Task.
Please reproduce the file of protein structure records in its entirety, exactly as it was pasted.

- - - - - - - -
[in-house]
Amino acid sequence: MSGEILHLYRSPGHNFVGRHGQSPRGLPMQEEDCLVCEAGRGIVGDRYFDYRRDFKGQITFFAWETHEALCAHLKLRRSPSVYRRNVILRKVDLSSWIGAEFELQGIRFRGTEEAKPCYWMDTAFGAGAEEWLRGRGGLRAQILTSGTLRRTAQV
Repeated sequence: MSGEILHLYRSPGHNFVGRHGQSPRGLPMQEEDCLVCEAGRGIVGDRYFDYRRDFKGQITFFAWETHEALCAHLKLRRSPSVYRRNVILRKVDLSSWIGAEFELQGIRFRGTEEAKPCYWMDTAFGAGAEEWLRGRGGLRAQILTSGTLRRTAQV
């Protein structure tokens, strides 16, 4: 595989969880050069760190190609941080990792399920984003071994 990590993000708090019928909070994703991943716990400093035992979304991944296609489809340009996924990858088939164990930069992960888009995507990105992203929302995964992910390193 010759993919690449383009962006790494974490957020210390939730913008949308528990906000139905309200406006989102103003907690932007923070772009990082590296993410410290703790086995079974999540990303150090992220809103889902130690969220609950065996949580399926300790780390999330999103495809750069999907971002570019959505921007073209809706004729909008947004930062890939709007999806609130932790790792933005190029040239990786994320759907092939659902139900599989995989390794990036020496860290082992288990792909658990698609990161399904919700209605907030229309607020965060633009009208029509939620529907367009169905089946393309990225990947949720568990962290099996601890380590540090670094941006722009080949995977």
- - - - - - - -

[in-house]
Amino acid sequence: MSGEILHLYRSPGHNFVGRHGQSPRGLPMQEEDCLVCEAGRGIVGDRYFDYRRDFKGQITFFAWETHEALCAHLKLRRSPSVYRRNVILRKVDLSSWIGAEFELQGIRFRGTEEAKPCYWMDTAFGAGAEEWLRGRGGLRAQILTSGTLRRTAQV
Repeated sequence: MSGEILHLYRSPGHNFVGRHGQSPRGLPMQEEDCLVCEAGRGIVGDRYFDYRRDFKGQITFFAWETHEALCAHLKLRRSPSVYRRNVILRKVDLSSWIGAEFELQGIRFRGTEEAKPCYWMDTAFGAGAEEWLRGRGGLRAQILTSGTLRRTAQV
């Protein structure tokens, strides 16, 4: 595989969880050069760190190609941080990792399920984003071994 990590993000708090019928909070994703991943716990400093035992979304991944296609489809340009996924990858088939164990930069992960888009995507990105992203929302995964992910390193 010759993919690449383009962006790494974490957020210390939730913008949308528990906000139905309200406006989102103003907690932007923070772009990082590296993410410290703790086995079974999540990303150090992220809103889902130690969220609950065996949580399926300790780390999330999103495809750069999907971002570019959505921007073209809706004729909008947004930062890939709007999806609130932790790792933005190029040239990786994320759907092939659902139900599989995989390794990036020496860290082992288990792909658990698609990161399904919700209605907030229309607020965060633009009208029509939620529907367009169905089946393309990225990947949720568990962290099996601890380590540090670094941006722009080949995977």